Another way of discovering more about Roman ideals and identity is the same way we can learn about any culture throughout history: through media. Within Roman art and sculpture the male body is always carved to be athletic, strong and powerful, and every Roman male celebrated through sculpture was depicted with a lean, muscular and idealised representation of the male body.
In turn, many Roman sculptures drew influence from Grecian sculpture, which shaped and crafted a legacy of warrior-heroes that defined a view of male athleticism and identity that still permeates throughout Western society today. Within these sculptures, men had hairless bodies to show their defined musculature, typically curled hair, and a facial structure that was considered ‘noble’. This persists today within modern advertising: when male health products are identified – such as shaving products or toiletries – the bodies are always depicted as classical. A classic example of this would be the Invictus advert by Paco-Rabanne. In this advert, the man is depicted as physically powerful, wearing classical Roman clothing within an arena while several Roman-esque women look on lustfully. It draws on Roman imagery and ideals and yet also brings modern concepts of masculine ideals to the fore.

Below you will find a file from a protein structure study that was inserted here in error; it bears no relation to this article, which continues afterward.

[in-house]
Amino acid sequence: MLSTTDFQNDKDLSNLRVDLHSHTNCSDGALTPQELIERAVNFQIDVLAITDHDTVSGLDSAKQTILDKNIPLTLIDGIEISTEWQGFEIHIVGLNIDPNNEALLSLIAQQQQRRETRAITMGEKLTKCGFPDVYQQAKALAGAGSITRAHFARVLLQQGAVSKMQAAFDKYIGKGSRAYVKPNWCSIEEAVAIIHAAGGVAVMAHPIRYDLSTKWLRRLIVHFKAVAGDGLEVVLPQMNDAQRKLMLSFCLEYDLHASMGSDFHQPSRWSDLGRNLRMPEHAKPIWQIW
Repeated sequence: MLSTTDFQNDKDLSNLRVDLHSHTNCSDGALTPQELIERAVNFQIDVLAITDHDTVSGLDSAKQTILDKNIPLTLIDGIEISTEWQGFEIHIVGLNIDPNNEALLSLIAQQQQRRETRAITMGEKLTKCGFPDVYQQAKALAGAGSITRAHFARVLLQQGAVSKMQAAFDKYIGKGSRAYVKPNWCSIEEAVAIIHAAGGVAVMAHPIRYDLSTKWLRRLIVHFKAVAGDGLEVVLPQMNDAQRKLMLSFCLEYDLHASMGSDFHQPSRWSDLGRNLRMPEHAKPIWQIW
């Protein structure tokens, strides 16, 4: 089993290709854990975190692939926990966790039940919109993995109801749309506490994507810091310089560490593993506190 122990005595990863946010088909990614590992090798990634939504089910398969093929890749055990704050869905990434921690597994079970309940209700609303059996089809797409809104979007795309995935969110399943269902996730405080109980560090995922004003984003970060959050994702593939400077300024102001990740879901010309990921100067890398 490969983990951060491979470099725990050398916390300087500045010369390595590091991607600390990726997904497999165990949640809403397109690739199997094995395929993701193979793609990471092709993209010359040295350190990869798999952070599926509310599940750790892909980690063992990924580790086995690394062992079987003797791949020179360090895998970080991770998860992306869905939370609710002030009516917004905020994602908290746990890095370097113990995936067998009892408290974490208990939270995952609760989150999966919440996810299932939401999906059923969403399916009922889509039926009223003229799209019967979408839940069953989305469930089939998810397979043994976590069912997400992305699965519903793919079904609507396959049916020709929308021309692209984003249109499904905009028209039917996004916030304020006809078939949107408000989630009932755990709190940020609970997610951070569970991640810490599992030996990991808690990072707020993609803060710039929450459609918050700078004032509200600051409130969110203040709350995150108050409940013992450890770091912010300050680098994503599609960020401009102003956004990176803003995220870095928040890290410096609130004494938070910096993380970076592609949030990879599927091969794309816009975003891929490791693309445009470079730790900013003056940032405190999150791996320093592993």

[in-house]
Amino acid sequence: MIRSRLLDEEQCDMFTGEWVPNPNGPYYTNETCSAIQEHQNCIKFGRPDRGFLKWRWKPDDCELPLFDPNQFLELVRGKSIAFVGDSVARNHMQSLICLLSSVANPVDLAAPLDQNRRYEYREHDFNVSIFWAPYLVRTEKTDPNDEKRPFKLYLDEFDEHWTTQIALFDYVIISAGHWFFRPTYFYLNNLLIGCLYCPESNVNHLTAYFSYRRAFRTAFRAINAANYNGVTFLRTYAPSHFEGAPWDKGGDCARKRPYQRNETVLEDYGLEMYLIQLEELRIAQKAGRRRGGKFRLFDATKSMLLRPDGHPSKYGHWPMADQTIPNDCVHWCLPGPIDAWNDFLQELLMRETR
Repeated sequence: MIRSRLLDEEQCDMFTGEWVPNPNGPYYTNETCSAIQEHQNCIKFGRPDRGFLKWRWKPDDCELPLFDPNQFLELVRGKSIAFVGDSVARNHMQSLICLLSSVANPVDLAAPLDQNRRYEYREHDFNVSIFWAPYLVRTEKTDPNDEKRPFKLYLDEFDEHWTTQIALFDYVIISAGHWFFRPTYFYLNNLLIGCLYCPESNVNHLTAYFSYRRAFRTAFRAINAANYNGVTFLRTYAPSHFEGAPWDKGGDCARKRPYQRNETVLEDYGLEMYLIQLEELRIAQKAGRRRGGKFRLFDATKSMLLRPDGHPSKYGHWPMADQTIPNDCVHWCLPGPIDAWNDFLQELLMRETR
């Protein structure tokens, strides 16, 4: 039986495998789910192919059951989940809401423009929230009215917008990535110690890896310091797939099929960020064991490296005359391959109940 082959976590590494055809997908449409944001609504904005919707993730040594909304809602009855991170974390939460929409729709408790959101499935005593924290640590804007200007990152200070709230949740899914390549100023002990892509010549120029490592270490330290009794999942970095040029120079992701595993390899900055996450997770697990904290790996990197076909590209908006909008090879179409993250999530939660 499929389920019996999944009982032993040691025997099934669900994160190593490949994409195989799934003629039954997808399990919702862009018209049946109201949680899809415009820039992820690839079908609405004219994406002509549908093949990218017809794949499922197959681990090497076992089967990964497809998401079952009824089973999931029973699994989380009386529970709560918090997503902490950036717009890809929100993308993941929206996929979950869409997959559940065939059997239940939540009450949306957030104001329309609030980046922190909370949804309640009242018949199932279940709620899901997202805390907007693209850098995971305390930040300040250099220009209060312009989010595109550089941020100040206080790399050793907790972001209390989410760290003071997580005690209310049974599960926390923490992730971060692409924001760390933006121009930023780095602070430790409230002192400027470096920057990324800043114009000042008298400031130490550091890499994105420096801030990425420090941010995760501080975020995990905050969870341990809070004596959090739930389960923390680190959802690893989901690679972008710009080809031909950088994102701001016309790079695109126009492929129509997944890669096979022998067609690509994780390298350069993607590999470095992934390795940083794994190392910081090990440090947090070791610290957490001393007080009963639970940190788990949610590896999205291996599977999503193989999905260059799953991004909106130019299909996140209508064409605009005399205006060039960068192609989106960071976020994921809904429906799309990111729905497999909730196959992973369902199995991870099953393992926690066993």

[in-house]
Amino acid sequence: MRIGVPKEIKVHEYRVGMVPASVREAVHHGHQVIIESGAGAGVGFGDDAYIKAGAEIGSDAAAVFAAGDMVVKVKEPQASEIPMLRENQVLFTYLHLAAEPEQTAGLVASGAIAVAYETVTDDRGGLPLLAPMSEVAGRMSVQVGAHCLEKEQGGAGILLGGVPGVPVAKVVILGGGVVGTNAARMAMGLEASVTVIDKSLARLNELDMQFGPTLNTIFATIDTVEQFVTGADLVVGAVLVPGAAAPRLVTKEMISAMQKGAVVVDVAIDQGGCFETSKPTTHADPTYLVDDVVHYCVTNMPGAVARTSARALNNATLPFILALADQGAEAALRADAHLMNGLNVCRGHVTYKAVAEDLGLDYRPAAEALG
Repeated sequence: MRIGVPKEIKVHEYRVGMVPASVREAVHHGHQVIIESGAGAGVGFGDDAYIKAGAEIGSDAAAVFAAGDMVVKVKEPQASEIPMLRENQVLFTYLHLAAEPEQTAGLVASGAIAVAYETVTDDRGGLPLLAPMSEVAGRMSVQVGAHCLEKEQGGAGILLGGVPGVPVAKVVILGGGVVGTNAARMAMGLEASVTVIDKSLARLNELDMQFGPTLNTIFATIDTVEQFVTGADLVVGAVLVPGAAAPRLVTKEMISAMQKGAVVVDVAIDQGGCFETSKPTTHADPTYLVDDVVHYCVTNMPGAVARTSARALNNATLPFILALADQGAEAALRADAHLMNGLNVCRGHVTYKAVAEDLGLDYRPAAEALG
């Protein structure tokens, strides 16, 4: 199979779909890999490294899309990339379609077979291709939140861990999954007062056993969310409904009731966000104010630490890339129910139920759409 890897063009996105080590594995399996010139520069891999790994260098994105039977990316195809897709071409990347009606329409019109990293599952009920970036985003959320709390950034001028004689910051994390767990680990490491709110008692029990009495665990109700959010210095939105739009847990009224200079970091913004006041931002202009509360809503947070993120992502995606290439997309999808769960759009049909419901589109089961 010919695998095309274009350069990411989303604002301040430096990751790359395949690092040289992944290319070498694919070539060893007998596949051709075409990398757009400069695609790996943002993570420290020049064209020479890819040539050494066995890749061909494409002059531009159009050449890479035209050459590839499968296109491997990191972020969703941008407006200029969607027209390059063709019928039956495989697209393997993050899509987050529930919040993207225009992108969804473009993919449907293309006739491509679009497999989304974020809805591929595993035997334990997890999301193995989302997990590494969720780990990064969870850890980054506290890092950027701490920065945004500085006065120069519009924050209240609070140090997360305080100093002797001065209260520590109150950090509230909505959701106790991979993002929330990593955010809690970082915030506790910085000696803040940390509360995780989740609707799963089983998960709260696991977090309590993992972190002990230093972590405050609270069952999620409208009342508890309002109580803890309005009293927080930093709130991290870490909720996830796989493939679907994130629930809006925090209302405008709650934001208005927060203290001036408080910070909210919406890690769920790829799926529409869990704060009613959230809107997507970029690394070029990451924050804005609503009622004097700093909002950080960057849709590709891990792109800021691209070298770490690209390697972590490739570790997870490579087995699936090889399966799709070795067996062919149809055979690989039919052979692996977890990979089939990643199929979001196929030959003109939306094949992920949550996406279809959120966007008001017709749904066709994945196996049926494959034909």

Yet in these modern advertisements, although the men retain that physical ideal of ancient Rome and even Greece, it is important to recognise that the classical figures do often defy the Roman tenants of masculinity as performance.
Promiscuity, something looked down upon in Ancient Rome, is now advertised as a virtue, where we see women fawning at the bodies of muscular men, such as in the advert mentioned prior.
Traditionally depicted as hedonistic by early medieval Christian writers, what we know of Ancient Rome now reveals to us a prudish, traditional and conservative society that might well have chastised the promiscuity of modern males as seen in advertisements such as by Lynx.